RANCHO SANTA FE — When Deborah Cross joined The Country Friends Board in 2007, she knew serving as board president one day would be an honor, but she never imagined serving two terms. It’s been a memorable journey, she said.
A few years after Cross became a board member, the Rancho Santa Fe-based nonprofit decided to extend the president term from one year to two.
“As a board, we decided that two years was best because just when someone would get traction in their position, someone else would come in,” Cross said. “There’s always that learning curve with a new job and our board works very, very hard. They’re just not figureheads.”
The board believed two years would be a better continuity for the entire organization.
Cross accepted her board president seat for 2015-2016 term, and then again in 2017 and 2018.
So why did Cross decide to take on a second term?
“They asked me to,” she said, smiling.
Cross considers herself a very organized person, so she made a lot of changes in terms of reporting and communicating with the board.
“I felt I really wasn’t quite done in making those final steps to get everything in order. And then the nominating committee asked me to serve two more years,” she said. “And I was so very happy to do it because I love The Country Friends.”
Established in 1954, The Country Friends raises money to assist nonprofits based in San Diego to help children, women, the elderly and those with special needs.
Cross, whose educational background is in audiology, operated her own business in San Diego named Hearing Dynamics which was sold after more than a decade. Being board president came very naturally to Cross and she was delighted that her husband, Les, was supportive in her role.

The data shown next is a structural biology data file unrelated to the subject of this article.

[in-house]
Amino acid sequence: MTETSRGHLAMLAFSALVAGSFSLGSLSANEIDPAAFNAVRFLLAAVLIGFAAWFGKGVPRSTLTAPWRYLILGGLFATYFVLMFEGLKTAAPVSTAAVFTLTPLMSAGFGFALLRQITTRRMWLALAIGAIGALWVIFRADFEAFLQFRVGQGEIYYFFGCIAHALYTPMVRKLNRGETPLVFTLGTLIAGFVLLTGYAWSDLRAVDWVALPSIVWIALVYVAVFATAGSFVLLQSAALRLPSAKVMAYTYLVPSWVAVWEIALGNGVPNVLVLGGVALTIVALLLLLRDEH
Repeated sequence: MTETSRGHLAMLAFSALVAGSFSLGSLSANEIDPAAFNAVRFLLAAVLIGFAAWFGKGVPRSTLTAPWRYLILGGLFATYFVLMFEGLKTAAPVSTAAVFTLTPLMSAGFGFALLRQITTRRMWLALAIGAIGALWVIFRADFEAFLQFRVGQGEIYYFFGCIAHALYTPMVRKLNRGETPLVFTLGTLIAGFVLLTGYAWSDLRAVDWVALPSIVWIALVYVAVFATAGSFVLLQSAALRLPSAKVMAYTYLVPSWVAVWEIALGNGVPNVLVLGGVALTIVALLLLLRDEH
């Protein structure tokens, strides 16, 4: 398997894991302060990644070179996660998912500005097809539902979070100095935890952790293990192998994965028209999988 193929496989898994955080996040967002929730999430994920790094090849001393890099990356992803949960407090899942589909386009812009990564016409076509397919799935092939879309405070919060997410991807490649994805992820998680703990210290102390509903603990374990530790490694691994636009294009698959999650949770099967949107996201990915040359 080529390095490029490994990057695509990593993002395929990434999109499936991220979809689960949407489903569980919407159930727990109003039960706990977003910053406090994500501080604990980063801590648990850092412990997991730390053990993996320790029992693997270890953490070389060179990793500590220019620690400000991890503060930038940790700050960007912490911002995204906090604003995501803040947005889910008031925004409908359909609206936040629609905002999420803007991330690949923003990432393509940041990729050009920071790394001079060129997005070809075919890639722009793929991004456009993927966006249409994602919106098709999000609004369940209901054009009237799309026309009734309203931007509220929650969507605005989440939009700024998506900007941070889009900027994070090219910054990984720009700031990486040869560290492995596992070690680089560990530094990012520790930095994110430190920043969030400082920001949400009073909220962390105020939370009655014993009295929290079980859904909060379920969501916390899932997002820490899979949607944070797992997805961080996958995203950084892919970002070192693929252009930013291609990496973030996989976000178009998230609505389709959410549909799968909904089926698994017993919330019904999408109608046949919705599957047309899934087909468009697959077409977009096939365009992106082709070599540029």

Cross admits that her favorite aspect of being board president is getting to know the members and the commitment that takes place with their volunteers in the consignment shop. The cornerstone of The Country Friends is based on volunteers and the organization only has two-part time employees.
“To be able to get to know these people is just amazing,” she said, noting that their volunteers range in age from their 30s to 80s. “Whether it’s a half a day a week or a half a day a month, our volunteers just love being here and being around the people.”
Various events such as fashion shows to luncheons and workshops are attracting new memberships of all ages, including a younger demographic.
Cross believes that it is the camaraderie that attracts women to The Country Friends.